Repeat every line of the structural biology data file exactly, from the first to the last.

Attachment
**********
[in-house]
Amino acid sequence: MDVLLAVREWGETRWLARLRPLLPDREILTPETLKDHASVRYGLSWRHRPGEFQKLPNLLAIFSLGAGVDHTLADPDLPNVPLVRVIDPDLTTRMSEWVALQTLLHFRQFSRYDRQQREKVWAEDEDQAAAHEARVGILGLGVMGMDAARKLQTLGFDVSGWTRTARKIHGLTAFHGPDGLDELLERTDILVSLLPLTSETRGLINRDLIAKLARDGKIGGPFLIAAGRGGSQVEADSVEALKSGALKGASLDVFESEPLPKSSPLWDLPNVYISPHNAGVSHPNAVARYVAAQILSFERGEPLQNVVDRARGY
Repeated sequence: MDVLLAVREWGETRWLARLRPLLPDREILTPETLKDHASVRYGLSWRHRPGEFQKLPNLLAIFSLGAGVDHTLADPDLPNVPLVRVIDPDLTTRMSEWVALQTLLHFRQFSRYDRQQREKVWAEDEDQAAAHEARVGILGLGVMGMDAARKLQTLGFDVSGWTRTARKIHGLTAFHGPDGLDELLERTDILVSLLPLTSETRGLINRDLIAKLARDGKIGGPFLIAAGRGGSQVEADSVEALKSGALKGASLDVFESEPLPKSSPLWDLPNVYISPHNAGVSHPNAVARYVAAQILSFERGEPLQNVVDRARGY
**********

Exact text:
[in-house]
Amino acid sequence: MDVLLAVREWGETRWLARLRPLLPDREILTPETLKDHASVRYGLSWRHRPGEFQKLPNLLAIFSLGAGVDHTLADPDLPNVPLVRVIDPDLTTRMSEWVALQTLLHFRQFSRYDRQQREKVWAEDEDQAAAHEARVGILGLGVMGMDAARKLQTLGFDVSGWTRTARKIHGLTAFHGPDGLDELLERTDILVSLLPLTSETRGLINRDLIAKLARDGKIGGPFLIAAGRGGSQVEADSVEALKSGALKGASLDVFESEPLPKSSPLWDLPNVYISPHNAGVSHPNAVARYVAAQILSFERGEPLQNVVDRARGY
Repeated sequence: MDVLLAVREWGETRWLARLRPLLPDREILTPETLKDHASVRYGLSWRHRPGEFQKLPNLLAIFSLGAGVDHTLADPDLPNVPLVRVIDPDLTTRMSEWVALQTLLHFRQFSRYDRQQREKVWAEDEDQAAAHEARVGILGLGVMGMDAARKLQTLGFDVSGWTRTARKIHGLTAFHGPDGLDELLERTDILVSLLPLTSETRGLINRDLIAKLARDGKIGGPFLIAAGRGGSQVEADSVEALKSGALKGASLDVFESEPLPKSSPLWDLPNVYISPHNAGVSHPNAVARYVAAQILSFERGEPLQNVVDRARGY